On Sunday, having been at the ICA for the Bloomberg New Contemporaries, I wondered about seeing Kiss The Water. Of course I disapprove of fishing, but if I only watched films concerning approved subjects, the available choice might be limited… It was quite unusual, with a mixture of interviews, location shots and animation, and I’m glad I did. The couple who went in just in front of me joked that “it will be just the three of us” because there was no-one else around. I replied that there might be a late rush and I think six more people arrived. Sad that more people weren’t there to enjoy it, as I’m sure they would have done.

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Chinese Comedy Soho Function

Prior to the Mancunian Interlude, I’d shown unusual prescience in buying tickets for Friday evening, to see Masterpieces of Chinese Painting at the V&A, two days before it finished. Past experience suggested that it would be impossible to do so during the weekend itself, besides which, I was already busy, at least according to my calendar. Through the long-honed hustling skills of my companion, we actually entered long before our scheduled time of 7.30pm, which proved to be quite advantageous. It turned out that a few other people had the same idea of seeing this show during the V&A Friday late opening, so it was horribly crowded. (Given I work about 7 minutes’ walk away, I really shouldn’t let this happen…) Some of my favourites were the mountainous landscapes in the blue-green style and the 19th century works building on masters from previous centuries. I vaguely remembered from reviews I’d heard that there was a particularly good piece and didn’t think I’d seen it, when I came to the last room. The scrolls on display had been unrolled and were in very long cases. The nearest side of the final case was fairly free of people, who were moving along briskly, until a queue started at the far end to see the last scroll, Prosperous Suzhou, the length of which was completely filled with slowly shuffling gazers. Because the wait was so long, there was plenty of language output with which to draw conclusions about people, including the sage in front of us, with his two young female acolytes, and the older couple in front who had difficulty conversing because they still had on their guided tour headphones. Behind us was a man who’d been before but had come again, with a magnifying glass, especially for this final, very long scroll. It was such an English situation, with tutting about queue-jumping and old ladies emerging from their place to berate those who were taking too long.In spite of this, it really was a magnificent panorama and I wouldn’t have had time to see it all if we hadn’t come in 45 minutes early…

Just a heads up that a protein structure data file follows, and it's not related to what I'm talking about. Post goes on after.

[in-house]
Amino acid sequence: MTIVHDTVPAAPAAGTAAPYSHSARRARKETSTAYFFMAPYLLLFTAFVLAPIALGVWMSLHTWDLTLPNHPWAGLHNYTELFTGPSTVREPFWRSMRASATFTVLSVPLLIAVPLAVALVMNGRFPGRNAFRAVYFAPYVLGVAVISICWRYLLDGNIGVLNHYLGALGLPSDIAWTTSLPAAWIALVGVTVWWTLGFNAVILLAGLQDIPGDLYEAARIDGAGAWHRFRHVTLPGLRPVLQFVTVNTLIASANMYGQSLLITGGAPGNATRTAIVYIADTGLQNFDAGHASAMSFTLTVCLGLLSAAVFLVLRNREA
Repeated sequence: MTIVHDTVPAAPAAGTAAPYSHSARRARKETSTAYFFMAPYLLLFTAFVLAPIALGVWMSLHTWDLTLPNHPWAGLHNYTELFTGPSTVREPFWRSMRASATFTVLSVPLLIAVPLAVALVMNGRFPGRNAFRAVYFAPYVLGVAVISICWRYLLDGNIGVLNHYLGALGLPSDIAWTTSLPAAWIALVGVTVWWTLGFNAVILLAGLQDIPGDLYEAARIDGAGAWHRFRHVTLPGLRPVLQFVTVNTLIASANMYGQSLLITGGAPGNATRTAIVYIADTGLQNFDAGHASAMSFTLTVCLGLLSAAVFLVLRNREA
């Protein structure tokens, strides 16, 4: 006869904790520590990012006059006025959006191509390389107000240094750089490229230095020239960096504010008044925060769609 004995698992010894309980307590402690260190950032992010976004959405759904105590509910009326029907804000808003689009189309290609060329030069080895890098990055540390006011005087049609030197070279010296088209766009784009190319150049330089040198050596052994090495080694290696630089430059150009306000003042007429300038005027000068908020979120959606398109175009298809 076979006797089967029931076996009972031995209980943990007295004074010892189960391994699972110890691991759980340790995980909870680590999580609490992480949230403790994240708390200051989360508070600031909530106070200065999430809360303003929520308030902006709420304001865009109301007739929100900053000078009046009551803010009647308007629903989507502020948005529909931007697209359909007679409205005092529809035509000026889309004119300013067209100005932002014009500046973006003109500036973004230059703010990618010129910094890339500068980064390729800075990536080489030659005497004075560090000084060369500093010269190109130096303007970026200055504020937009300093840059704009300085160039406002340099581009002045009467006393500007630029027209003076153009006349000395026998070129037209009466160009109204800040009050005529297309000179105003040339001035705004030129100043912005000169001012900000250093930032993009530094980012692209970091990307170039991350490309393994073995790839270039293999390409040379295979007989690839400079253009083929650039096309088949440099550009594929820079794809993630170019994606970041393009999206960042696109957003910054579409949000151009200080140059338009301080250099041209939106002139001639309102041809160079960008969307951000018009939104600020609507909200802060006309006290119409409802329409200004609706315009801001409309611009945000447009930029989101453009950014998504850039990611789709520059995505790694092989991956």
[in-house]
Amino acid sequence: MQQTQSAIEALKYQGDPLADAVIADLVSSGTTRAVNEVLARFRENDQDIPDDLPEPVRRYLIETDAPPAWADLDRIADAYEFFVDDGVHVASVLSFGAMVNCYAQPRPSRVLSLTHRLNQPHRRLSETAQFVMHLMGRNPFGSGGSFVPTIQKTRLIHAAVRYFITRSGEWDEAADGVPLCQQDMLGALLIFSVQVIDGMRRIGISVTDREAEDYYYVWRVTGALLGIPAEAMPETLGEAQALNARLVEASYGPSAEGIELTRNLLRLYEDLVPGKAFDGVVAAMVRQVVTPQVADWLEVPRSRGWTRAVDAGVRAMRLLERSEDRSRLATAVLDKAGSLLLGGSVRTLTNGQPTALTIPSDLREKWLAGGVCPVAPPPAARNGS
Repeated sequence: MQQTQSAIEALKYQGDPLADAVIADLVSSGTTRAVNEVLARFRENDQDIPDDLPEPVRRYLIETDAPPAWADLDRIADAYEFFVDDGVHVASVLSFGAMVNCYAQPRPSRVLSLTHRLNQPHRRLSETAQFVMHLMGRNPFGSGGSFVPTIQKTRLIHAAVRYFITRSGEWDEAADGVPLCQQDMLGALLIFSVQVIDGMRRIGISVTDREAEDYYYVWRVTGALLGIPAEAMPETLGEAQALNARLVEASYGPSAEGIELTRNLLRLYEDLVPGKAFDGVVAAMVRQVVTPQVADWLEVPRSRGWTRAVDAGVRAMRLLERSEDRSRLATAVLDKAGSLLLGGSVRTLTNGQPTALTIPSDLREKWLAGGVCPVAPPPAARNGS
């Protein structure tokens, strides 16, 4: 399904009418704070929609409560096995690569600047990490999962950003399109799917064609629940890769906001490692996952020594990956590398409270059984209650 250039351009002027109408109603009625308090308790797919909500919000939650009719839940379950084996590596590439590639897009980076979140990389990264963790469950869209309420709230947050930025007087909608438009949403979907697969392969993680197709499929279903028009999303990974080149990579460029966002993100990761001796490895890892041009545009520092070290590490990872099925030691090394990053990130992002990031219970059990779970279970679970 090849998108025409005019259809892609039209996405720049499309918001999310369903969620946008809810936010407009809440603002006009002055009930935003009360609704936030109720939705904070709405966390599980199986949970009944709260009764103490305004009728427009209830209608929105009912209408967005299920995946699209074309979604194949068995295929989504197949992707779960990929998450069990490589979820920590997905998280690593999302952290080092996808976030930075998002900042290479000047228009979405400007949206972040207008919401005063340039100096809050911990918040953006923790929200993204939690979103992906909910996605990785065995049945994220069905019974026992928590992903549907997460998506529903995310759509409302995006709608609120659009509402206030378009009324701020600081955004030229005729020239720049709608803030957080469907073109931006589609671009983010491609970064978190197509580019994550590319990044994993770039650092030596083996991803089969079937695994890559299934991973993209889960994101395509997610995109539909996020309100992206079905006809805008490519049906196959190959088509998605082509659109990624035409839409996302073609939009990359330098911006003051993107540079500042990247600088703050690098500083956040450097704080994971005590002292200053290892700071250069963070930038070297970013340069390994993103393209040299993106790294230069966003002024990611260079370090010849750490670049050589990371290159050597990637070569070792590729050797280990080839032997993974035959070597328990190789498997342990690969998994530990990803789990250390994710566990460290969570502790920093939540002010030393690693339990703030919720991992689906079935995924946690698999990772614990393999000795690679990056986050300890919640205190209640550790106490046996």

Having returned from Manchester to Euston (

On leaving the train, make sure you have all your phone chargers, umbrellas. Any bags you may have,

said the “train service manager”) it was only two stops to the Union Chapel, for one of the Live at the Chapel series of comedy nights, promoted by the Invisible Dot, my regular comedy source (long before it was mentioned in the Guardian). We took seats upstairs, avoiding the downstairs chairs riven with those who must drink so they splay their coats all over the place. Kevin Eldon had a bladder infection, so Tony Law took his slot. I hadn’t seen him before and quite liked his space-naivete plus sheep explanations, as I did another comic with a notepad, whose name I can’t remember. It was a single word.